The RSPB’s latest stance on Game Shooting
On the 10th of October, the RSPB had its AGM and wrote up its stance on Game shooting. Tabloids have waded in with their opinion on the matter all in support of the RSPB’s stance. It’s strange as what’s being asked off isn’t inline with their own actions. From the success of RSPB moors it also isn’t the best way to achieve natural harmony.
From the minutes taken, the statement is incredibly vague but the follow up blog from Martin Harper seems to outline more of the RSPB’s objectives. The main objections come in the form of intensified land management and Heather burning. This is disappointing as even in this statement the RSPB acknowledges the benefits of Land Management stating.
“Land well managed for shooting can have considerable wildlife benefits, for example by providing habitat that can benefit species other than gamebirds”
Like what we’ve written previously the objective of Gamekeepers is to bring balance back into UK ecology. At this point without human lead intervention, we won’t have many of these rare birds left in the UK. Pest species in particular are the biggest risk to future rare bird populations. Foxes, stoats and corvids in particular have the potential to decimate nesting birds.
If the objection is towards poor practice on moorland then we’d be in agreement. However, when you’re seeing endangered birds roosting on private moors its hard to make blanket statements. Just looking at Hen Harrier chicks in the UK, every single chick has come from a private moor. There’s something to be learned here for the RSPB where you have grouse and rare birds on the same piece of land.
Without management, we’re unlikely to see improved numbers of endangered birds. Red grouse are indigenous to the UK and without maintaining their habitats we will lose them entirely. Subsequently, failure to protect them from predators could expedite this process at an exponential rate.
The conversation around Heather Burning is a little more complicated. The UK is home to 75% of the worlds Heather moors and as such it needs to be protected. Natural England and Defra are already managing and enforcing the burnings that are carried out. A review from the GWCT show that less than 50% of Estates use heather burning for the benefit of grouse.
While the release of CO2 is detracting it serves of the lesser of two evils. The burnings require preparation before hand, this includes fire breaks and cool burns. The fire breaks stop the fires becoming out of hand and cool burns designed to leave less impact on the land.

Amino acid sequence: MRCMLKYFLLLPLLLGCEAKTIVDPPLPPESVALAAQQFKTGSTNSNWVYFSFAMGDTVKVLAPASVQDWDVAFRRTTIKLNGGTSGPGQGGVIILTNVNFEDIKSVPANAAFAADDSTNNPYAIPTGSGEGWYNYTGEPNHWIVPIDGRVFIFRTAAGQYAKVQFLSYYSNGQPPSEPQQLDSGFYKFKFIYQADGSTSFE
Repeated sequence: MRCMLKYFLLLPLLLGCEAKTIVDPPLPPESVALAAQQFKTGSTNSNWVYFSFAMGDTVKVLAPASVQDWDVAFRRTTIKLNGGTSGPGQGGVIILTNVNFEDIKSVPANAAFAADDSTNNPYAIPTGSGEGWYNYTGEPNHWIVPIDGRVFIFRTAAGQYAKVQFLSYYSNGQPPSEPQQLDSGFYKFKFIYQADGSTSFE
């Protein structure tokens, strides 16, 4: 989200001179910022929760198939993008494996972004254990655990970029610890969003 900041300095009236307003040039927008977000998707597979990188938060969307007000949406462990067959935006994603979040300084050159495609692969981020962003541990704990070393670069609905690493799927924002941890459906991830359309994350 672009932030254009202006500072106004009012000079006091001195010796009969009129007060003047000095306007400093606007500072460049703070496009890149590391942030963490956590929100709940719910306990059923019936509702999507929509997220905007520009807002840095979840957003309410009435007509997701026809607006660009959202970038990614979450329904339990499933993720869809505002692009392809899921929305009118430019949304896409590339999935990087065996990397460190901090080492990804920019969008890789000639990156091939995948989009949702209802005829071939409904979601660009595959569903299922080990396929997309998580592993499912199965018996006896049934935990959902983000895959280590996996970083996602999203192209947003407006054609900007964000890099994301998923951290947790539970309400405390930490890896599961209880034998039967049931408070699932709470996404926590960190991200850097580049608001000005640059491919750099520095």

The RSPB themselves use Heather Burning on the land they manage so its odd that they’ve come to this conclusion. Without Heather Burning there is a distopian future ahead of us. The heather will quickly be replaced by ferns, bushes and trees and we will loose the Heather landscape.
Just like pruning a tree, heather burning is designed to trim back the older heather and leave space for new young heather to grow. The old heather is also at a higher risk of catching alight in an uncontrolled manner. We’ve already seen the fire this year started by visitors using disposable BBQ’s on the dry moorland. Between April and October is when Heather burning isn’t permitted and when the moors become most vulnerable.
The RSPB’s next stage is to see more enforcement on Lead shot, Illegal killing of protected birds, heather burning and intensive gamebird shooting. They’ve stated that should their demands not be meat within 5 years they will push for a ban on driven grouse shooting.
The proposed reduction in the the number of Gamebirds released needs a very careful and meassured approach. The return on released gamebirds hovers around the 30% mark. If the number released goes down then the managed land will become more heavily managed. For shoots to get better returns
It’s tough to understand the motives behind the RSPB’s stance here. The data available to us shows that moorland in the UK is in a better state managed than unmanaged. The nesting of protected birds has also been far more successful on grouse moors than RSPB managed moors. Knowing this its clear to conclude that the RSPB’s approach is effective under any metric. While its evident that they want to move away from Driven shooting, for the benefit of wildlife Gamekeeping methods must remain.
Like we’ve mentioned before, groups like the RSPB and the shooting community want similar things. We’d both like to see more wild and rare birds in the UK but the process is where differences arise. Whether these differences are insurmountable we will wait and see but they shouldn’t be. The RSPB are practising pest control on their moors just like privately owned ones. Between the years 2012 and 2017 the RSPB killed over 8000 animals on their land. This is an issue as long as its ecologys best interest.
If the RSPB wan’t to reduce the number of released birds then this intensity of pest control will be essential. If they want to ban heather burning then they must be prepared for the wildfires. It’s a shame as in recent years private moors have been so successful in supporting rare birds. There should be universal support for this as it’s not out of luck but well managed habitats.